Monday, January 6, 2020

How Sweet to Be an Idiot: Deceased Artiste Neil Innes

Though he was best known for his collaborations with the Pythons and his perfect spoofs of Beatle songs as the Rutles, Neil Innes was a really sublime songwriter whose best band and solo work covered a great deal of ground in the rock, pop, and singer-songwriter genres. I want to sing the praises of his absolutely sublime parody songs, in which he would summarize a certain performer’s work in one song (or more impressively, an entire subgenre).

Before that, though, some Funhouse history and a musical interlude — a Bonzo Dog Band song he sang often in concert, perhaps one of the clearest collaborations between his sensibility and that of his Bonzo co-founder, the genius spoken word artist Viv Stanshall:

I had the sheer joy of interviewing Neil back in 2010 when he was appearing in NYC at B.B. King’s and he was staying at a hotel in N.J. right off the Hudson. Neil preferred to be interviewed outdoors, so in that brightly lit setting we went through the Bonzo years.

Also, the cross-currents — which I believe were very strong — between the Bonzos and the Beatles, who “opened up” to humor in their songs in 1966, the year that the Bonzos burst on the scene.

Neil steadfastly declared that the Beatles were very funny gents long before meeting the Bonzos when I queried him on the influence, but also noted that, once the Fabs saw the Bonzos, Lennon took to hanging out drinking with Stanshall into the morning hours, with John’s limo driving past Viv’s house and ejecting him once they’d reached the door.

The young Bonzo Dog Band (Innes second from right)
Both Lennon (whose “You Know My Name (Look up the number)” has some Goon-ish sounds but is also very, very Bonzo) and McCartney (who produced the band’s sole Top 40 hit “I’m the Urban Spacemen”) were obvious fans of the Bonzos. Today, countless British comedians testify to their brilliance — the combination of Stanshall’s velvet tones and deranged wordsmithing plus Innes’ sharp satirical bent and pure pop sensibility (plus the brilliant playing of the band’s other members) made the Bonzos both a perfect psychedelic band and truly the best U.K. comedy act to appear between the “satire boom” (when Beyond the Fringe and “TW3” changed British comedy forever) and the emergence of the Pythons.

The connections between Innes and the Pythons have been documented everywhere, as have the absolutely perfect Rutle tunes, which were beloved by both Beatle fans and the Beatles themselves. Here Neil reflected on his friend George’s responses to the assortment of Innes tunes that became the album Archaeology.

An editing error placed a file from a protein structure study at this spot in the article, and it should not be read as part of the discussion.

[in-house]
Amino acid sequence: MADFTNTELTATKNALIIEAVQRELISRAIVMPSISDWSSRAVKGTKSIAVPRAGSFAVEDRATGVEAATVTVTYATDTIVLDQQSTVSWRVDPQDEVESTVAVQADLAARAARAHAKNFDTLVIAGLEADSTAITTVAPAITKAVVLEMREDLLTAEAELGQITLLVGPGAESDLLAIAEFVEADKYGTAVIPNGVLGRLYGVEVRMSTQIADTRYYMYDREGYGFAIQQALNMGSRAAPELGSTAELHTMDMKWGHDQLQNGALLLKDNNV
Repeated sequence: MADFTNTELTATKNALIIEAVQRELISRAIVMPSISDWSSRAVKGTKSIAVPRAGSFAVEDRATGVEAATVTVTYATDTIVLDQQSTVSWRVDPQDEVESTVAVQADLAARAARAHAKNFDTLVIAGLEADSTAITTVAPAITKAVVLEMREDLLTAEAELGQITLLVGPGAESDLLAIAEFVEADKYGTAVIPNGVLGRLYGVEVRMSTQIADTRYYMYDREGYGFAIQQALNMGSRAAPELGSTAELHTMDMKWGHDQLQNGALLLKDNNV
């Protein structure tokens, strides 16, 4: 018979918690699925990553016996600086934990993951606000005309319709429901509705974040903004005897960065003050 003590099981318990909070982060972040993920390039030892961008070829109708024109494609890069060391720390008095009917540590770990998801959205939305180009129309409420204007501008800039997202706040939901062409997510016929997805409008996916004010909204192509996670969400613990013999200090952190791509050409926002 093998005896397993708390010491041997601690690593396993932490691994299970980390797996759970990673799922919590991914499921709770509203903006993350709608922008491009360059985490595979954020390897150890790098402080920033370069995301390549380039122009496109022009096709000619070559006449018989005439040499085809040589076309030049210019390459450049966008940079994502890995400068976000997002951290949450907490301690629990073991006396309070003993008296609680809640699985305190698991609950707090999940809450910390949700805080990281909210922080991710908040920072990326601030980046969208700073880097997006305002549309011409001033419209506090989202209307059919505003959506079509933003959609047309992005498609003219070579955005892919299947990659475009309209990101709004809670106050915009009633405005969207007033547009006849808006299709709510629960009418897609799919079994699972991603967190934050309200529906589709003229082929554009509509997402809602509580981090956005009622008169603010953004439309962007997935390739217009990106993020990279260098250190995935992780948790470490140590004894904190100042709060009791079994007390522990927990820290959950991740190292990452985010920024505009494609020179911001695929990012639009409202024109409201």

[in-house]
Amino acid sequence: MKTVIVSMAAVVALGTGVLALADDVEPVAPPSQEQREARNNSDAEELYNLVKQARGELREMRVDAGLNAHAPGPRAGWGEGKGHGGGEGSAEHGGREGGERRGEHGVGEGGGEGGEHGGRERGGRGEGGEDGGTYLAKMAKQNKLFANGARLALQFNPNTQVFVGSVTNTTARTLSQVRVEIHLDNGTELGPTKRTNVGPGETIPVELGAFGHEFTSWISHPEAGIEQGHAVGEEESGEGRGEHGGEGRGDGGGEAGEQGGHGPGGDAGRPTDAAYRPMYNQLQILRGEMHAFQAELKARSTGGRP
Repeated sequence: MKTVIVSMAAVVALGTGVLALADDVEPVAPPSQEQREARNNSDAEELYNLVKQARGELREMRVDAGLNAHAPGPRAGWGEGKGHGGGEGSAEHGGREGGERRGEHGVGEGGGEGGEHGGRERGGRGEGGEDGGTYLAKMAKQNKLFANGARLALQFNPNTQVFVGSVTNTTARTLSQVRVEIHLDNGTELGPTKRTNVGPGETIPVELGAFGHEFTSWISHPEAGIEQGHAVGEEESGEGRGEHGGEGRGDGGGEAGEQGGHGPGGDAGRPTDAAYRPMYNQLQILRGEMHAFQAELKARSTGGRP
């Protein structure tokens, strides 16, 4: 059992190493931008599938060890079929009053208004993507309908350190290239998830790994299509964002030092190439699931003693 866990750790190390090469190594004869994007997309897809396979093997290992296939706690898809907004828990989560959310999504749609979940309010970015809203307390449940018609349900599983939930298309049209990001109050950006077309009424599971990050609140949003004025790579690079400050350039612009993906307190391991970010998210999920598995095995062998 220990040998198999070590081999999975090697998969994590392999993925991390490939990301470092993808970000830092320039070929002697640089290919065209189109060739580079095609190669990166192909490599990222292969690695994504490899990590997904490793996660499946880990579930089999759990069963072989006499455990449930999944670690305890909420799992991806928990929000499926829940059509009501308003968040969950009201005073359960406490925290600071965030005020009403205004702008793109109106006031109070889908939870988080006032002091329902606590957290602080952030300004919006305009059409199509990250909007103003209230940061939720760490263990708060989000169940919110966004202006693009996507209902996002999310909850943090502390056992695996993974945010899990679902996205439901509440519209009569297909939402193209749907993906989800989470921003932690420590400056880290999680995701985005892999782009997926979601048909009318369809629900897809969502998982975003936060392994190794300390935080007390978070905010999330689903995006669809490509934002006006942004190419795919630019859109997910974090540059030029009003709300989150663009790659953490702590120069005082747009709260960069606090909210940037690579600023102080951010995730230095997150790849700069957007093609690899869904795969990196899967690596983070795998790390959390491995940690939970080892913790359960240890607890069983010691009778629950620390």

At the time we did the interview Neil had released a download of his “final” song as Ron Nasty, the Lennon-esque witty and performance art-oriented Rutle. It’s a great goodbye to the character, and also one of Neil’s songs that combined social satire with a serious statement (and, as with many of his best, was damned catchy in the process).

When we did the interview we were told by a security guard that we had to leave the outdoor location we were shooting at (some business complex “plaza” looking out on the Hudson). Neil then allowed us to “finish” up the talk in his hotel room, where his lovely wife Yvonne (with whom he was married for 53 years) waited as I spent yet another hour asking him questions about his career and opinions on the music business (and TV and comedy in general).

His generosity with his time was much appreciated (we hadn’t realized that both Yvonne and Neil were waiting for us to finish to have their dinner!) and yielded some fascinating reflections by Neil on some of his most prominent collaborators, including Viv and a certain pipe-smoking, medically trained Python.

We also discussed something he was not known for — his serious songs.

A good example, a touching song visualized on his TV series “The Innes Book of Records.”

We discussed the MIA “The Innes Book of Records,” which has never been issued on DVD and was unknown to non-U.K. viewers until the advent of YouTube. The show lasted three seasons (1979-81) and then pretty much disappeared. When visualizing his songs on the series (which also featured pieces by guest artists) he frequently went back to his art school training.

Neil did much work for British children’s TV and, when not touring, did guest on chat, panel, and variety shows. He had strong opinions about TV programmers in the U.K., based on his experiences.

Neil had many legacies, but my definite favorite was his skill at parody. As noted above, he was able to synthesize entire bodies of work, or genres, into the space of a three-minute pop song. For example, his take on the chanson française, as visualized on his “Book of Records” series.

Perhaps the finest of all his spoof songs, his three-minute distillation of the early ’70s work of Elton John, replete with a title borrowed from W.C. Fields and lyrics filled with homespun mottos: “If all the trees were candles/and who’s to say they’re not/the world will be a birthday cake/and we could eat the lot/But too many cooks can spoil the broth/ and a stitch in time saves nine/A bird in the hand is worth two in the bush/and I’ll never change my mind...”

A personal favorite, his spot-on spoof of Pete Townsend’s rough boy, “on the verge of a break down” songs. With wonderful visuals spoofing Funhouse fave (and interview subject) “Unkle” Ken Russell.

To close out, a non-parody. Neil’s anthem, a song that perfectly embodies his solo work, filled with beautiful nonsense and an actually touching message. What makes it most special? It’s the work of a very smart and talented man, being exceptionally silly.